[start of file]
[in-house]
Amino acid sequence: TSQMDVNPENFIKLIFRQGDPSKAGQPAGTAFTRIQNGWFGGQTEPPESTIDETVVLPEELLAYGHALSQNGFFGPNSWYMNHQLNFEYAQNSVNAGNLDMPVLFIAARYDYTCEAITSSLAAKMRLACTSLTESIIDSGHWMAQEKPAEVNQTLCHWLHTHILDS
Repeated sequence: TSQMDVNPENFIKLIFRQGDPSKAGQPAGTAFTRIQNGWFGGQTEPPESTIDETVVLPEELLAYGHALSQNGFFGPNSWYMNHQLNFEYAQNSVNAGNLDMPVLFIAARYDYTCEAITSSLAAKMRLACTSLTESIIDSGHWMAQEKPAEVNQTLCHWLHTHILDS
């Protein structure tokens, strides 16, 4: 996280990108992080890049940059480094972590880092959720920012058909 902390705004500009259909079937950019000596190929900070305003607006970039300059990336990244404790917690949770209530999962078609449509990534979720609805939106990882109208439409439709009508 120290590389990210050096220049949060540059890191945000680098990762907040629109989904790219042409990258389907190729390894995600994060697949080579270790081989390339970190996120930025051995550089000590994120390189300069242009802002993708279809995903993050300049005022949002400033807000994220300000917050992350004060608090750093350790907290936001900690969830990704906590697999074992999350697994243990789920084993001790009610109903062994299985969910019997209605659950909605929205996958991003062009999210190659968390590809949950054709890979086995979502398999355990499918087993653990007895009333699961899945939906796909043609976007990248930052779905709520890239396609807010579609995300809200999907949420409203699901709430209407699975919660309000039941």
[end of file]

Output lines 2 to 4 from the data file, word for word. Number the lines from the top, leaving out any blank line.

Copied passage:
Amino acid sequence: TSQMDVNPENFIKLIFRQGDPSKAGQPAGTAFTRIQNGWFGGQTEPPESTIDETVVLPEELLAYGHALSQNGFFGPNSWYMNHQLNFEYAQNSVNAGNLDMPVLFIAARYDYTCEAITSSLAAKMRLACTSLTESIIDSGHWMAQEKPAEVNQTLCHWLHTHILDS
Repeated sequence: TSQMDVNPENFIKLIFRQGDPSKAGQPAGTAFTRIQNGWFGGQTEPPESTIDETVVLPEELLAYGHALSQNGFFGPNSWYMNHQLNFEYAQNSVNAGNLDMPVLFIAARYDYTCEAITSSLAAKMRLACTSLTESIIDSGHWMAQEKPAEVNQTLCHWLHTHILDS
């Protein structure tokens, strides 16, 4: 996280990108992080890049940059480094972590880092959720920012058909 902390705004500009259909079937950019000596190929900070305003607006970039300059990336990244404790917690949770209530999962078609449509990534979720609805939106990882109208439409439709009508 120290590389990210050096220049949060540059890191945000680098990762907040629109989904790219042409990258389907190729390894995600994060697949080579270790081989390339970190996120930025051995550089000590994120390189300069242009802002993708279809995903993050300049005022949002400033807000994220300000917050992350004060608090750093350790907290936001900690969830990704906590697999074992999350697994243990789920084993001790009610109903062994299985969910019997209605659950909605929205996958991003062009999210190659968390590809949950054709890979086995979502398999355990499918087993653990007895009333699961899945939906796909043609976007990248930052779905709520890239396609807010579609995300809200999907949420409203699901709430209407699975919660309000039941």